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Program Feature: Like Father, Like Son...Sort Of

Marshall's Keith Baxter

Sept. 16, 2012

***The following profile appeared in Saturday's Marshall-Ohio game program.***


HUNTINGTON – If Keith Baxter and Keith Baxter were in one of those wideout-versus-cornerback, route-running tussles, it might be a one-way father-son conversation.

Let’s just say that Jr. – who is a sophomore secondary starter for his dad’s alma mater – at least figures it might be that way.

“I like to talk,” said the younger Baxter, two games into his Marshall career as a starter.

What’s good for the Thundering Herd is that Baxter loves to play even more.

In a way, the 5-foot-10, 190-pound Baxter is following in the footsteps of his dad of the same name, who built himself into a star as a receiver and kick returner during the Herd’s Division I-AA days.

In another way, to call Baxter a follower would be woefully misguided.

“He’s developing into a big-time corner,” Marshall defensive coordinator Chris Rippon said of Baxter last weekend. “He’s really taken to Coach (Lytrel) Pollard’s coaching, and he’s matured very quickly, gotten disciplined.

“He’s unbelievably competitive, and he wants to play man coverage. He loves man coverage. He’s doesn’t believe there’s a wide receiver that can beat him, not even (Herd senior star Aaron) Dobson.

“Keith thinks he can lock down a Dobson. You know what? He’s just going to get better and better.”

Baxter’s reputation when he arrived on campus a year ago – and became one of 10 scholarship true freshmen to play in Coach Doc Holliday’s second season – was that he played as well as he talked.

It didn’t matter. He needed other ingredients, the Homestead, Fla., native said.



“I’m a lot more disciplined now,” said Baxter, who played about 50 snaps in six games last season. “I listen more to what the coaches are trying to tell me to do. I need to step up and be a leader, even though I’m only a sophomore.”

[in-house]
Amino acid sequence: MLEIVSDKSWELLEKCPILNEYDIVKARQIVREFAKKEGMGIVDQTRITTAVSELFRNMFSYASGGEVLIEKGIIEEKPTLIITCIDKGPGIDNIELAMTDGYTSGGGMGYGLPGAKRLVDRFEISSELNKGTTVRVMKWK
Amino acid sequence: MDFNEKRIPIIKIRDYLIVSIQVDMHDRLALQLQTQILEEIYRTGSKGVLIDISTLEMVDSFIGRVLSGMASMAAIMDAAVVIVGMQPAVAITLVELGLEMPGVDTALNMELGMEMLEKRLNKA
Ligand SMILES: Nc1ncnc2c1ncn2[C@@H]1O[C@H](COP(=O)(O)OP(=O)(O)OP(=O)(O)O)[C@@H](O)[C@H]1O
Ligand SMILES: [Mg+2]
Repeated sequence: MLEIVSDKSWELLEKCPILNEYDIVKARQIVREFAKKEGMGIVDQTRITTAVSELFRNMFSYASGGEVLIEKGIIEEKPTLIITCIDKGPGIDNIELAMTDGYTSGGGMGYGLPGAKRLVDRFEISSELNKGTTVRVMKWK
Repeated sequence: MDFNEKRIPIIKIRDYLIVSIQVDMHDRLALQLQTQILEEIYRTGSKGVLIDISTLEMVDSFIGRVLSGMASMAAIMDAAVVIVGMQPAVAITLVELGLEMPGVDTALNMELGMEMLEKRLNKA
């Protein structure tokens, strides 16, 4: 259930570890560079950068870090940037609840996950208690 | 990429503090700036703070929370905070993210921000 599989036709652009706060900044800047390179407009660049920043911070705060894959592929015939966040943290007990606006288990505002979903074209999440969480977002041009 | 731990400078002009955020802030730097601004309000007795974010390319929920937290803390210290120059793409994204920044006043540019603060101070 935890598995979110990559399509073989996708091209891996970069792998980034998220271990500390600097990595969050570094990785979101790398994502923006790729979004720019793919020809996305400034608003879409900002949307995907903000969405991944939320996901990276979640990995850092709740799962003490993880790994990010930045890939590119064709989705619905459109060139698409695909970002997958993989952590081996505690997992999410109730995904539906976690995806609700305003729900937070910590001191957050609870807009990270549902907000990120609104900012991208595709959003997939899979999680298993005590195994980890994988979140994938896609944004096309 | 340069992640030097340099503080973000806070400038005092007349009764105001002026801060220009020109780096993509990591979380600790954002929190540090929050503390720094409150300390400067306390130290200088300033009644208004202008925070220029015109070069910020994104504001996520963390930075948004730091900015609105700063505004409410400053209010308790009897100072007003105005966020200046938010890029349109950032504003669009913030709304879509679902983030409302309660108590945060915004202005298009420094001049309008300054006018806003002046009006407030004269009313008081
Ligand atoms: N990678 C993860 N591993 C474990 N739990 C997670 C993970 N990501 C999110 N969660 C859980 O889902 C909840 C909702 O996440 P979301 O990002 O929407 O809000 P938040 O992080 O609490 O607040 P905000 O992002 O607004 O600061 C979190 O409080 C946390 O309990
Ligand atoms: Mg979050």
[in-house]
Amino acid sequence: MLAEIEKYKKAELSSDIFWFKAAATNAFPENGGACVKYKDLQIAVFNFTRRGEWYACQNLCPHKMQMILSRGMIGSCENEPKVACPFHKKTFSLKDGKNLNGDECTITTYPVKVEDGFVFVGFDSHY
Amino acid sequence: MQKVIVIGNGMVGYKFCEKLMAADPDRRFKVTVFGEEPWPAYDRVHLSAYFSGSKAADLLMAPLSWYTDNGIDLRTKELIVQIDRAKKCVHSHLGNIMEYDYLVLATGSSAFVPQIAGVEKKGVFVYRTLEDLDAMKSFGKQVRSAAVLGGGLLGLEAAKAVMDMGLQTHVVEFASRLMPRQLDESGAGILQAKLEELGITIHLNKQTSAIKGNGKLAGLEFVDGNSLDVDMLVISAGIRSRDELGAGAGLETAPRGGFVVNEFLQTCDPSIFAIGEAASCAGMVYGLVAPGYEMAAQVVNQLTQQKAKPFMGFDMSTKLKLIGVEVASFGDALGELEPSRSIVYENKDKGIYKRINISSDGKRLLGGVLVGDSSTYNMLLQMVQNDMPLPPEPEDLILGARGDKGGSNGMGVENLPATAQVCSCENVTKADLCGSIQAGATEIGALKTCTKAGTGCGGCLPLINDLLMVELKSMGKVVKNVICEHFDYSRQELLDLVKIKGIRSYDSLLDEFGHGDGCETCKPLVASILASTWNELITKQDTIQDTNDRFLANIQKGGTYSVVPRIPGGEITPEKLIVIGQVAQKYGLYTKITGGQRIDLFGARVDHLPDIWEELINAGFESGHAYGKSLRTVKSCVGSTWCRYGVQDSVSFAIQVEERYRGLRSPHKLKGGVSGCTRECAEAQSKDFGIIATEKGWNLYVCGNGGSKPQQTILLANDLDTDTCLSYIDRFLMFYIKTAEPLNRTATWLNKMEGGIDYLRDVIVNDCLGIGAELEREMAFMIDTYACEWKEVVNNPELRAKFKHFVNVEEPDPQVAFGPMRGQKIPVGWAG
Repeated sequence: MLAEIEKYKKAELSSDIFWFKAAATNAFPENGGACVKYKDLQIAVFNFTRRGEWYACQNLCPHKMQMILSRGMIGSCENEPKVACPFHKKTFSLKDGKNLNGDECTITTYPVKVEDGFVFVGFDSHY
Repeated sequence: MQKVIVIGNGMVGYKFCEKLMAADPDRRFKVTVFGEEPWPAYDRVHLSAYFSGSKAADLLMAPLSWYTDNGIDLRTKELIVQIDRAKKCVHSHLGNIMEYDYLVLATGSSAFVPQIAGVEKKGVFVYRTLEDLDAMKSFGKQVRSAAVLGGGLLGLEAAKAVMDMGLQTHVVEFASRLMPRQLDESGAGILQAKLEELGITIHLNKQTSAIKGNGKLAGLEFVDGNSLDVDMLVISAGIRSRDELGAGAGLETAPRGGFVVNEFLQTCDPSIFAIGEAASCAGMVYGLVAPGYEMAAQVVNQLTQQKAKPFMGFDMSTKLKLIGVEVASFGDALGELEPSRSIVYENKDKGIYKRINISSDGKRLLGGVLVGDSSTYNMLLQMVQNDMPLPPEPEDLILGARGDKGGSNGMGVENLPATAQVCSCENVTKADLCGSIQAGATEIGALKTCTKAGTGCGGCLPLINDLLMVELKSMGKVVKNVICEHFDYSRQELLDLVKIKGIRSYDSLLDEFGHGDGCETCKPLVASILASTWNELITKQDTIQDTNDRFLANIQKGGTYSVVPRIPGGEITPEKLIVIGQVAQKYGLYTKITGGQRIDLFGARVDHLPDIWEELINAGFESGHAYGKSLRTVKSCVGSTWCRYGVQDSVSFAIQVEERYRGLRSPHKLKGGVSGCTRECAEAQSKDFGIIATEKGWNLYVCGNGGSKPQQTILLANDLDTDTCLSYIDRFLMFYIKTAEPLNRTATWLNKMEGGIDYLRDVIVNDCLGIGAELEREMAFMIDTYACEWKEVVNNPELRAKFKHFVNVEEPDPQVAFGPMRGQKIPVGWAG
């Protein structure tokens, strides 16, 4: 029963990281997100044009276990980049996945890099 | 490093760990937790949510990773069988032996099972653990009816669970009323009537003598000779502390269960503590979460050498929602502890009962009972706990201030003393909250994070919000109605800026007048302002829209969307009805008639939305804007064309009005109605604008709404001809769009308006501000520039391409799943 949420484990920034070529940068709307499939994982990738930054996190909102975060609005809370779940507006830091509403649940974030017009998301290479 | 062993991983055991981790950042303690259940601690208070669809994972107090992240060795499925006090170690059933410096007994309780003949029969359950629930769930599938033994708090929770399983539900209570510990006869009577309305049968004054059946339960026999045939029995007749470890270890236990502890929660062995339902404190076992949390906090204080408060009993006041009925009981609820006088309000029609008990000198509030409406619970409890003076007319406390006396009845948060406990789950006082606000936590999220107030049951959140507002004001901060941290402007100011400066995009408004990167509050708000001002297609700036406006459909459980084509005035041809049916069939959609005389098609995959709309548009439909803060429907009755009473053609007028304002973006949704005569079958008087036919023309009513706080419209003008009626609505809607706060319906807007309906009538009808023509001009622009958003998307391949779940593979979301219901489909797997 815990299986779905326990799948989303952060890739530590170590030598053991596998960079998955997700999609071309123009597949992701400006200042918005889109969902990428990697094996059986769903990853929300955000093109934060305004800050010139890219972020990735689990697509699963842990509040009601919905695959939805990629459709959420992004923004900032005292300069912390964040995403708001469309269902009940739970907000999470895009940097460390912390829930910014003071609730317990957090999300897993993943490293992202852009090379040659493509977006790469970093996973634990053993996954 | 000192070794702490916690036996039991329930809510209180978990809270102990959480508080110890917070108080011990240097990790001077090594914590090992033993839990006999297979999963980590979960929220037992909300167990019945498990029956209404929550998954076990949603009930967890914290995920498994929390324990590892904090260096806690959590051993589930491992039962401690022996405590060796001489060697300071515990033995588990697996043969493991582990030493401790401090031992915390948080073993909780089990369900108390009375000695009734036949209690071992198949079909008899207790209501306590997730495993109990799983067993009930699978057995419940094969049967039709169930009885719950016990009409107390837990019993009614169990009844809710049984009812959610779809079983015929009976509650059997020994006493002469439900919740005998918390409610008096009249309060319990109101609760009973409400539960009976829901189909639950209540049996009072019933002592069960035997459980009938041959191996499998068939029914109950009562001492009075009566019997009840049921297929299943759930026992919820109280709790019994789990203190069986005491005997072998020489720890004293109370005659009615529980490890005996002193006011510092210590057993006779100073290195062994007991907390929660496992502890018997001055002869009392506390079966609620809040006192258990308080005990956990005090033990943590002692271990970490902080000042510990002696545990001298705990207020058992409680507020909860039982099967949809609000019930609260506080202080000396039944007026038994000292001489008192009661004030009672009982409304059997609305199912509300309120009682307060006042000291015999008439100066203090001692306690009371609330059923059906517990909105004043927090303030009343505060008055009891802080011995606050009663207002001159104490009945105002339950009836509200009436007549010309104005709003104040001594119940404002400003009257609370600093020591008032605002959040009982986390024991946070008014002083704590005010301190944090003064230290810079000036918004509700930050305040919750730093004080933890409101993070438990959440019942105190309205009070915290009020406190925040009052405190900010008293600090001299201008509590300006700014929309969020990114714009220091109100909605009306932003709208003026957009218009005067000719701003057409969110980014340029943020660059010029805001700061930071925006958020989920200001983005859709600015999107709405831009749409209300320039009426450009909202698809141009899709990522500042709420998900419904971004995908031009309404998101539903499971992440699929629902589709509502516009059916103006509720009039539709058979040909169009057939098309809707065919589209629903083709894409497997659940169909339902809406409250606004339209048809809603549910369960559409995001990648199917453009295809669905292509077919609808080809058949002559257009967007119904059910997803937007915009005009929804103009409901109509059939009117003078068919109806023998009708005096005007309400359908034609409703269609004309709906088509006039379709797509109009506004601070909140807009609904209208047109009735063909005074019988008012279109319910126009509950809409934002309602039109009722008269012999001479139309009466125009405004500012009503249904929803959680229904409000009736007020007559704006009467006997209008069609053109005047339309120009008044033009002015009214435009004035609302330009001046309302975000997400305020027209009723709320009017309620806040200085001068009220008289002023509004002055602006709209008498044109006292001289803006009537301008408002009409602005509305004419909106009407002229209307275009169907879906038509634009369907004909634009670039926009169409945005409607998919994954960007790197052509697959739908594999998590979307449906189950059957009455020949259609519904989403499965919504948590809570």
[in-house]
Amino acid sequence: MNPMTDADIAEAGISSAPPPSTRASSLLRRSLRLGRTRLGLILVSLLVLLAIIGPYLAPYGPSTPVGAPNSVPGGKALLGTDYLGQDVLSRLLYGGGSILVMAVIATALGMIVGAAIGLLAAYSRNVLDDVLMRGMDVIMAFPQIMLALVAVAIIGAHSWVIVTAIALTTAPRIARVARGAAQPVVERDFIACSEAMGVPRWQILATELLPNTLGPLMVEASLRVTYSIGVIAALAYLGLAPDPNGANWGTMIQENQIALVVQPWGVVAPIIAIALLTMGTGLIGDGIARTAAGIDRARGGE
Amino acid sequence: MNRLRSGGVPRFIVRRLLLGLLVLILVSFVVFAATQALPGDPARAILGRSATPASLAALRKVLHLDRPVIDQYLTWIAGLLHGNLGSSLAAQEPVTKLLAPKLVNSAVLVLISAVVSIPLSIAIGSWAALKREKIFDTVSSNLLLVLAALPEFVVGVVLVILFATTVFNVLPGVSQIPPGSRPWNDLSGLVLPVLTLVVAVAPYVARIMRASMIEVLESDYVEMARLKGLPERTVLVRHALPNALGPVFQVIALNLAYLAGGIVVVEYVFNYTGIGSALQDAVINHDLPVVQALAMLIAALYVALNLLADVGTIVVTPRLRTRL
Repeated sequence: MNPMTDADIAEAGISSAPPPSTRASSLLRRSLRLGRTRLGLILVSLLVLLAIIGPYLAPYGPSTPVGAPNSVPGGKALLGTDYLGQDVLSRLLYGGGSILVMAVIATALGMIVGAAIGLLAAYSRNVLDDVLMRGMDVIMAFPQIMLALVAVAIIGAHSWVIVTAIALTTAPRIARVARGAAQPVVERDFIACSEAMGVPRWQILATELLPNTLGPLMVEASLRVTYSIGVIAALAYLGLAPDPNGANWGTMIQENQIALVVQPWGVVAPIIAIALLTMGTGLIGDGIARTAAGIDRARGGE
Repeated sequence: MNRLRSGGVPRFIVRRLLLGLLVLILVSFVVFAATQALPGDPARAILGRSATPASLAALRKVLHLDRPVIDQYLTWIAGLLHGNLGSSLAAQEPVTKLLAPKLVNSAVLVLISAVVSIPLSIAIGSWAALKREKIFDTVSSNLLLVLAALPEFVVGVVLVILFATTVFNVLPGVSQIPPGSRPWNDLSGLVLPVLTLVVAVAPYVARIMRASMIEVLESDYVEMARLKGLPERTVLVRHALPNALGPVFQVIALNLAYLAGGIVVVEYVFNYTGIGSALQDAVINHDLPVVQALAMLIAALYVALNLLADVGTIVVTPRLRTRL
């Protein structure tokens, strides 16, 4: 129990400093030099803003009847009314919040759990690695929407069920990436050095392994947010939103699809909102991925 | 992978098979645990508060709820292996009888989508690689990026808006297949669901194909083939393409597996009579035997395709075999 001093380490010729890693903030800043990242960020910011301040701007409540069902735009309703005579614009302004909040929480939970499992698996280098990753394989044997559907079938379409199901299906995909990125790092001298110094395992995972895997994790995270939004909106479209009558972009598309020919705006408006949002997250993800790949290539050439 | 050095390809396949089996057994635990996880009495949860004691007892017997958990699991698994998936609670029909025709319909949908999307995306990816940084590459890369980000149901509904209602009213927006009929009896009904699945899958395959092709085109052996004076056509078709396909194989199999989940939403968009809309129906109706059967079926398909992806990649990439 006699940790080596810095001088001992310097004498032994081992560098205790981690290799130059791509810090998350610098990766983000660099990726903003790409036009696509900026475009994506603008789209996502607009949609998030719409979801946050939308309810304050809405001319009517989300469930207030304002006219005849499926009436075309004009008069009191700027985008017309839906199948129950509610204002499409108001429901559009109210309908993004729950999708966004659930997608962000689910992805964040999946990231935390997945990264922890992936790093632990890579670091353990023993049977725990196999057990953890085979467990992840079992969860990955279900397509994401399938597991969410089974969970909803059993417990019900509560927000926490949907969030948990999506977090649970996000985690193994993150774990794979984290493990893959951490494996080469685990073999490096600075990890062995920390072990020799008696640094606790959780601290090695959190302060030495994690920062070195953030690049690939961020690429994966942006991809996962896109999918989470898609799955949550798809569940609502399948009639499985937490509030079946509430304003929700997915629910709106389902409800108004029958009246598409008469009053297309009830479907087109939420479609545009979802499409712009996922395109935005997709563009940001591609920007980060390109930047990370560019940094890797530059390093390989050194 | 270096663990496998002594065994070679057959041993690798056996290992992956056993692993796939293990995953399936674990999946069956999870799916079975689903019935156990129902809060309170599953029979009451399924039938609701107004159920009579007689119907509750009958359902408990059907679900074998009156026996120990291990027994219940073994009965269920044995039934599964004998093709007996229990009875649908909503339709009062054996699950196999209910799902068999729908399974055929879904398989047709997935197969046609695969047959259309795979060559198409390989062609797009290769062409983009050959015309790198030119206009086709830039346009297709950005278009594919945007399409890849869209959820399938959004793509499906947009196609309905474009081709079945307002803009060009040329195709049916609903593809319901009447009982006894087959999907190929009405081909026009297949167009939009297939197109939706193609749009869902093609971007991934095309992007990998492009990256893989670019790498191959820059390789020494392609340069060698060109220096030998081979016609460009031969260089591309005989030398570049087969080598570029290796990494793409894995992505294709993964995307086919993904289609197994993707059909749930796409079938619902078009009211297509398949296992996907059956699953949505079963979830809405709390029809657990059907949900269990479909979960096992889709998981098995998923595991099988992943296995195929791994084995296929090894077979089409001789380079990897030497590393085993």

Brash? Not like he was. When Baxter was being recruited – and his offers included Syracuse, Kansas State, New Mexico and FIU besides the Herd – he told recruiting websites his favorite player was Deion Sanders.

His father – Keith Baxter Sr.’s 1988 Herd season included 37 catches for 821 yards and 15 touchdowns, including six in the I-AA playoffs – didn’t take umbrage. He knew his son could play early, but not the way the son envisioned.

“I talked a lot, a whole lot (to receivers),” the Marshall cornerback said. “I’m trying to cut it down, and my Dad and Coach Pollard have talked to me about it a lot. I’m trying to cut it down, but it’s just the nature of the game.

“They’re talking, I’m talking; I’m beating up on ‘em and they’re doing whatever they got to do to beat me, and it’s just competition in my eyes. That’s how I look at it.

“If I can get you out of your game, I've already won the battle. I know you're not going to do anything on the field if I'm in your head."

Baxter said his father wasn’t so much a yapper, but his on-field, physical mannerisms were much the same, the cornerback figures.

“My dad said he had a lot of swagger, a lot of confidence in himself, and I bring that into my game,” Baxter said. “I’m following him because he always told me you have to play with confidence, you’ve got to play like that. And I want to play just like my dad played.”

 In the August preseason Herd camp, Pollard said if he could pick one of his corners and “put him on an island” to play man coverage, it would be Baxter, because of his speed.

Baxter, 20 and a marketing and business major, had an operation on a shoulder in the offseason. But it wasn’t a physical thing on which he needed surgery the most, he said.

“I wanted to play more as a freshman, and it was tough, but it was a learning experience I needed,” Baxter said. “I think Coach Holliday and Coach Rip just wanted me to learn to become a college football player, because I wasn’t ready to play, getting up, going to workouts, studying playbooks.

“The athletic ability was there and all that, but I had a long way to go. They just didn’t think I was ready mentally, and they were right. Now, I’m a better player for it, in a way, a   better player than I was. I’m more confident this year, talking more with my teammates, believing in myself.”

Baxter said he hasn’t ribbed his father about how the son has emerged as a sophomore while the elder Baxter didn’t find his niche until his final MU season … and the son likely won’t.

“He told me I was going to play early; he knew,” Baxter said. “He just told me to stay humble, be a good teammate, listen to the coaches. He said my ability would take over from there.

“He did tell me a lot of things about being here, but I really didn’t understand how the city was, how the people reacted to football players, like the crowd (for the Western Carolina game), the atmosphere. I loved that.

“As far as knowing how college football was, I had no clue. None. I thought it would be the same as high school, thought it would be easy. I didn’t know anything about meetings, getting up at 5 o’clock in the mornings.

“When I came here it was just like a total shock for me, but it got me ready for this season, and I’m glad I went through what I did last year to learn. My dad said that was good for me..”

And Father Knows Best just wasn’t a TV show.

Veteran sports journalist Jack Bogaczyk write “The Word on the Herd” for and is Editor of the Herd Insider.